Let the record show that HBO’s Max Kellerman did dutifully pop the question.
Moments after Ruslan Provodnikov pounded Mike Alvarado into a post-10th-round submission to annex the WBO’s 140-pound title, the neatly bearded analyst adroitly boxed the Russian into a verbal corner with the simple query, “Who do you want next, champ?”
Unfortunately for Max, the fatigue of the moment overrode any attempt at foreshadowing.
“Don’t make me give you the answer right now,” the cut, swollen and reddened new champion said, through interpreter (and co-manager) Vadim Kornilov.
“The answer I have right now is that I’m very tired.”
It was a predictable reply, given the brutality the 29-year-old had been through over 30 in-ring minutes. But rather than waiting until he regains the energy to have the requisite meetings with managers and promoters to plot the next career step, we’ll go ahead and make a suggestion.
Get Timothy Bradley on the phone, strike a deal and sign the contract.
Sooner rather than later. Because it just makes sense.
Until Provodnikov met Bradley in the 147-pounder’s first WBO title defense seven months ago, he was an anonymous commodity in Freddie Roach’s training stable whose greatest in-ring claims to fame had been sparring with Manny Pacquiao and outpointing DeMarcus Corley.
Then, upon exiting that fight in Carson, Calif.—a brutal 12-rounder in which Bradley was battered and dropped before escaping with a narrow verdict—the Russian was elevated to the top-shelf B-side status previously occupied by Alvarado himself until his upset of Brandon Rios.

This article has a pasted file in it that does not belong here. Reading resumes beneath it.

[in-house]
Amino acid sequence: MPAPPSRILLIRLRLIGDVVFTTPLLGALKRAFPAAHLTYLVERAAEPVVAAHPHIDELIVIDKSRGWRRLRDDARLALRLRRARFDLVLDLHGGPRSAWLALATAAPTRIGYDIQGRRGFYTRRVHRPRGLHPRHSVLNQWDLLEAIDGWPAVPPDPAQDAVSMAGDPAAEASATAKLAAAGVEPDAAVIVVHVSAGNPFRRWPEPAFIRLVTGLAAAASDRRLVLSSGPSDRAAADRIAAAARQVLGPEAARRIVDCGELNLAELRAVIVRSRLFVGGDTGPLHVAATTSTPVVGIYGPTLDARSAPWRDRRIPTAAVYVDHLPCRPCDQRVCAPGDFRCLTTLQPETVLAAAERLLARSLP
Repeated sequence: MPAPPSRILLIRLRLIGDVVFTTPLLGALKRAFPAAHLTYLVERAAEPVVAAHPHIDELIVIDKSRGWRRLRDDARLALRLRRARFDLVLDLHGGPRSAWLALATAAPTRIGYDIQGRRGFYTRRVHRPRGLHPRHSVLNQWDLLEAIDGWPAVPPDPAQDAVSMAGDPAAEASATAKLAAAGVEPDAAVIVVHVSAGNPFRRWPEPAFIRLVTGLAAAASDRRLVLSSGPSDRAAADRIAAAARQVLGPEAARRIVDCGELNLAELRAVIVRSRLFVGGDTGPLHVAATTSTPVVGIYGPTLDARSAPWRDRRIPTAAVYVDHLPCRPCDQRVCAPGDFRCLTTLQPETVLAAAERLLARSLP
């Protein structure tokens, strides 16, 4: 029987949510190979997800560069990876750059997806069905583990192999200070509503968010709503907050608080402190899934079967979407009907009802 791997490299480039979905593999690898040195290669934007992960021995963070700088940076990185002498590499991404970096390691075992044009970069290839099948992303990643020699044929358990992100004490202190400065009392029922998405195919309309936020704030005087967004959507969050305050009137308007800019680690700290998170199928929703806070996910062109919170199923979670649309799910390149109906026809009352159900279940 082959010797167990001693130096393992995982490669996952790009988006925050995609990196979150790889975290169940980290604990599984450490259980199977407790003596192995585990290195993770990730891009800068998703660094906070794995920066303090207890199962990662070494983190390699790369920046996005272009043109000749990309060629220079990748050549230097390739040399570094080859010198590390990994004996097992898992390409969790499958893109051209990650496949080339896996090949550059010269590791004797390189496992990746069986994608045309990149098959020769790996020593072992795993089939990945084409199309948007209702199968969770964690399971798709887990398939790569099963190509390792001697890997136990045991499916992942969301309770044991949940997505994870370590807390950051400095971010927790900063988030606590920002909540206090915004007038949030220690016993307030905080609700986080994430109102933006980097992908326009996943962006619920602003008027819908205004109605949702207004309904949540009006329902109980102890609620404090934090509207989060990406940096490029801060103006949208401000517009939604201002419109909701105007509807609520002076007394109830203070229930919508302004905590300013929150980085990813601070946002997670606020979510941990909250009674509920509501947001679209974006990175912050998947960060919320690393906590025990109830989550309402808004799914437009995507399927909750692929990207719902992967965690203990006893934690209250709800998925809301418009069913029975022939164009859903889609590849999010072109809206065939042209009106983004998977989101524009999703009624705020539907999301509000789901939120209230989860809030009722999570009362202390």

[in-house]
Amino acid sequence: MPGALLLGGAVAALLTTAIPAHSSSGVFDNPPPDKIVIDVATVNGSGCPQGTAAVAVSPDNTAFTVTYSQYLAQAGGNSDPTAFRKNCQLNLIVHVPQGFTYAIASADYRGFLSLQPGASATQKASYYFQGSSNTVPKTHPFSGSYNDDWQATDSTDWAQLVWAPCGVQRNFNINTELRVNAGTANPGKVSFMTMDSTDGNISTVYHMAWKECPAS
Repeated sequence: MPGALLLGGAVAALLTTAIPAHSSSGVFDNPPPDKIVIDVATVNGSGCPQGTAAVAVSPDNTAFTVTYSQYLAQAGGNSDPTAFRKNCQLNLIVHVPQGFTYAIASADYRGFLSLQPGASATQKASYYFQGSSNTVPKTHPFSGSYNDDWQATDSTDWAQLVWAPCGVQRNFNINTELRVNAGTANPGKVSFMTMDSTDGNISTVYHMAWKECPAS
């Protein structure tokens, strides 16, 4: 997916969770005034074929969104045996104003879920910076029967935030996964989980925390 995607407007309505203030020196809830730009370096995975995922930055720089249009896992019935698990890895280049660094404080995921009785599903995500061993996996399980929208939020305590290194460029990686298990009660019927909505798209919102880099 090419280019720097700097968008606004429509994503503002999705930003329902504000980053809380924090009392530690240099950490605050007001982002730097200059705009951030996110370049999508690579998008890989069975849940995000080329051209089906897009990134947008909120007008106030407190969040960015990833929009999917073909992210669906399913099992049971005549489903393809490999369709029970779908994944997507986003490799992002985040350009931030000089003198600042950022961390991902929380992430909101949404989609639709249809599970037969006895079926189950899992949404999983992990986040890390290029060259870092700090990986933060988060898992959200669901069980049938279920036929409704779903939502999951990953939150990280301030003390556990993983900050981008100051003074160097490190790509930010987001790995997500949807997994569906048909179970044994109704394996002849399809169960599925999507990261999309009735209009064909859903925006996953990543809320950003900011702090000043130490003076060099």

Now, upon punching his way to a promotion, Bradley would make a perfect bonus.
The unbeaten Californian’s stock has never been higher, thanks to a clinical 12-round decision over Juan Manuel Marquez in an HBO pay-per-view event last weekend in Las Vegas. That match was shown on regular HBO before Saturday night’s World Championship Boxing card, a juxtaposition that, in Saturday’s aftermath, couldn’t have been better had it been scripted.
And with Bradley’s post-Marquez agenda appearing initially unclear—Bob Arum was less than optimistic a rematch with Pacquiao could even be made—no one else in the Top Rank stable would require less marketing labor to pass off as worthy of a shot at a welterweight belt.
If Bradley wins a return bout, he’s successfully vanquished the guy who pushed him closer to the brink than a pair of Canastota-bound superstars. If Provodnikov wins, he cements his place as a 21st-century Arturo Gatti and makes a third go-round with “Desert Storm” a surefire blockbuster.
History aside—considering the top available contenders within their own divisions are Keith Thurman (147) and Serhiy Fedchenko (140)—a cross-pollination of the two is a no-brainer.
Kellerman’s HBO sidekick, Roy Jones Jr., is already on board with the proposition.
“He should go for a big fish by the name of Tim Bradley,” Jones said on the broadcast, adding that Bradley’s path to recognition as the sport’s top performer requires repeat defeats of his two razor-thin pre-Marquez victories against Pacquiao and Provodnikov.
“His dream is to prove he’s the No. 1 fighter in the world. If I were Tim Bradley and I’d had a close fight with both Provodnikov and Pacquiao, I’d go back and avenge (Pacquiao) first and then go and do this one.”
Even if his sequence is off, Roy’s got the right idea.
And even if it’s a consolation prize to Manny II, it’s doubtful anyone will complain.
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